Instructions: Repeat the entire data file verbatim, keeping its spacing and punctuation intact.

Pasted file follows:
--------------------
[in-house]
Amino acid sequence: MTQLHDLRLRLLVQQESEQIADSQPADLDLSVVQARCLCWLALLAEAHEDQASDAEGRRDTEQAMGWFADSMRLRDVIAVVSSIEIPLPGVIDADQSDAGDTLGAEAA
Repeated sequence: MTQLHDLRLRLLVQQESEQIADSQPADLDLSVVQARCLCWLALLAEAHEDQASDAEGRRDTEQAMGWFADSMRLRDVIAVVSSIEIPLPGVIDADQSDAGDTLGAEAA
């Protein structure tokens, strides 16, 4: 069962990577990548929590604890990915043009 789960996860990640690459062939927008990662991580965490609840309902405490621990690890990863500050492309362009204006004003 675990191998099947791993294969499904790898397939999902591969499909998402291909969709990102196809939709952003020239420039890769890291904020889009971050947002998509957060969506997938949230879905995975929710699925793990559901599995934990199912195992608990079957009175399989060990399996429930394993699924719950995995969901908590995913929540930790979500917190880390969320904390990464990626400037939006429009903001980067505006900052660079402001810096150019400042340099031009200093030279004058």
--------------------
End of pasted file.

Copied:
[in-house]
Amino acid sequence: MTQLHDLRLRLLVQQESEQIADSQPADLDLSVVQARCLCWLALLAEAHEDQASDAEGRRDTEQAMGWFADSMRLRDVIAVVSSIEIPLPGVIDADQSDAGDTLGAEAA
Repeated sequence: MTQLHDLRLRLLVQQESEQIADSQPADLDLSVVQARCLCWLALLAEAHEDQASDAEGRRDTEQAMGWFADSMRLRDVIAVVSSIEIPLPGVIDADQSDAGDTLGAEAA
């Protein structure tokens, strides 16, 4: 069962990577990548929590604890990915043009 789960996860990640690459062939927008990662991580965490609840309902405490621990690890990863500050492309362009204006004003 675990191998099947791993294969499904790898397939999902591969499909998402291909969709990102196809939709952003020239420039890769890291904020889009971050947002998509957060969506997938949230879905995975929710699925793990559901599995934990199912195992608990079957009175399989060990399996429930394993699924719950995995969901908590995913929540930790979500917190880390969320904390990464990626400037939006429009903001980067505006900052660079402001810096150019400042340099031009200093030279004058």